I think my problem was with being an idiot and not really thinking things through. The high pre boil was me not taking into account shrinkage between hot and cool, the hydrometer reading was me not adjusting for taking a reading from hot wort.

I tend do what BS suggests, which means I usually batch sparge with higher volumes. I’ve had great success using the suggested water temps from BS. It’s been really spot on for all four all-grain brews I’ve done.

I did stir the sparge water really well. I also vorlaufed the sparge runnings, which I’m not sure you’re supposed to do but it made sense to me; less grist in the boil.

I just finished up a sweet stout after making some minor adjustments in my equipment profile and my numbers were very close to BS estimates, with pre-boil mash being slightly above estimated gravity and volumes being nearly exact.

I think I’m getting the hang of things. I just made a lot of dumb mistakes at first and was taking some of the readings incorrectly.

I greatly appreciate all the help from everyone! A fantastic forum full of great folks!
 
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Yeah, you want to stir it up after dumping the sparge water in and you do want to vorlauf as well. I batch sparge also and I always stir in my sparge water well and vorlauf.
I have been doing single batch sparges mostly out of laziness, but I’m amendable to doing two batch sparges. Do you have any experience with that? Is there any really notable difference between two versus a single sparge? From what I’ve read, I’ve gotten a lot of differing opinions that it’s better to do two and some say the difference isn’t that notable.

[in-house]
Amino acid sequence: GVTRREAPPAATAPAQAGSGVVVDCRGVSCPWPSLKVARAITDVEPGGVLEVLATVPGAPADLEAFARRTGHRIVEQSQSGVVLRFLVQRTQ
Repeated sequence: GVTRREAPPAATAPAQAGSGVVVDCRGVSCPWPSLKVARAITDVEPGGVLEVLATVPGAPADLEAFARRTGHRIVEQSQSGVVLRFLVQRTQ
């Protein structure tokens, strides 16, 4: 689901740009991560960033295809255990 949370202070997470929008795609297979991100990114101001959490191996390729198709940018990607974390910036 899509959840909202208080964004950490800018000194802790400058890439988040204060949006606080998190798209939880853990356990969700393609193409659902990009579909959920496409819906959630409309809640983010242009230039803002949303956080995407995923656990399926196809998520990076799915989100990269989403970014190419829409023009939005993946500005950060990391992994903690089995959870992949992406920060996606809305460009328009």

hout17

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I have been doing single batch sparges mostly out of laziness, but I’m amendable to doing two batch sparges. Do you have any experience with that? Is there any really notable difference between two versus a single sparge? From what I’ve read, I’ve gotten a lot of differing opinions that it’s better to do two and some say the difference isn’t that notable.
I've only ever done one sparge but I'm sure someone here can comment on that.
 

Grizwold1

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It's a function of the law of diminishing returns. Each successive sparge will yield a llittle less until you essentially have a continuous sparge, or "fly" sparge. You just have to decide where "good enough" is, for many it is a single batch as described by Bobby above.
 

mashpaddled

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Probably just piling on at this point but are you sure about all of your volume measurements? It's pretty easy to be off if you're using preprinted markers on a large vessel. Brew buckets and bottling buckets are notoriously off--sometimes as much as half a gallon. Are you sure kettle volumes are precise?

Also, grain absorption can be off for several reasons. If you live in a humid climate you'll absorb less moisture as the grains are less dry. If you don't stir well and break up grain balls you'll absorb less and therefore more liquid will come back out.

By the time you account for the extra 0.2 gal you added you have 0.55 gal to account for which isn't a huge amount of liquid. Lots of small factors can come together to make up half a gallon of liquid.
 

doug293cz

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I've only ever done one sparge but I'm sure someone here can comment on that.
It's a function of the law of diminishing returns. Each successive sparge will yield a llittle less until you essentially have a continuous sparge, or "fly" sparge. You just have to decide where "good enough" is, for many it is a single batch as described by Bobby above.
A single batch sparge gives you about an 8.5 percentage point increase in lauter efficiency over a no-sparge process (all else being equal.) A double batch sparge gives you about 3 percentage point increase in lauter efficiency vs. a single sparge. These differences are based on equal runnings volumes for the initial and sparge run offs. Modeling has shown that lauter efficiency changes very little for single sparge when run off volume ratios vary from 60:40 to 40:60, so being absolutely precise isn't that important.

The chart below shows how lauter efficiency varies with grain bill size (normalized as grain bill weight divided by pre-boil volume.) Bigger grain bills absorb a larger fraction of the total wort, so less of the sugar makes it into the BK. thus lowering lauter efficiency.

Efficiency vs Grain to Pre-Boil Ratio for Various Sparge Counts.png